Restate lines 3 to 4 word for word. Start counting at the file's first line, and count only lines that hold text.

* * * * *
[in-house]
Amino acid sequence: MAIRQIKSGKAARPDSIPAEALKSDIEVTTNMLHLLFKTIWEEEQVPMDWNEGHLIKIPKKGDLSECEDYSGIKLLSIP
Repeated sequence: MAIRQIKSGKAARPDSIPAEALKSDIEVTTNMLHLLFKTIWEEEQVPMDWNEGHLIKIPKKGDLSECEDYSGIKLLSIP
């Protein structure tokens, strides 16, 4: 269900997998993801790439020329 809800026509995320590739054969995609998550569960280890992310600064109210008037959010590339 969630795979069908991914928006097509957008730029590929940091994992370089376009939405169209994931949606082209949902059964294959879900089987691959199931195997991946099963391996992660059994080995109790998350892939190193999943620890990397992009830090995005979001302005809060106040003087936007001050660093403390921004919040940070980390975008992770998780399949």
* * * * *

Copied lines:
Repeated sequence: MAIRQIKSGKAARPDSIPAEALKSDIEVTTNMLHLLFKTIWEEEQVPMDWNEGHLIKIPKKGDLSECEDYSGIKLLSIP
């Protein structure tokens, strides 16, 4: 269900997998993801790439020329 809800026509995320590739054969995609998550569960280890992310600064109210008037959010590339 969630795979069908991914928006097509957008730029590929940091994992370089376009939405169209994931949606082209949902059964294959879900089987691959199931195997991946099963391996992660059994080995109790998350892939190193999943620890990397992009830090995005979001302005809060106040003087936007001050660093403390921004919040940070980390975008992770998780399949």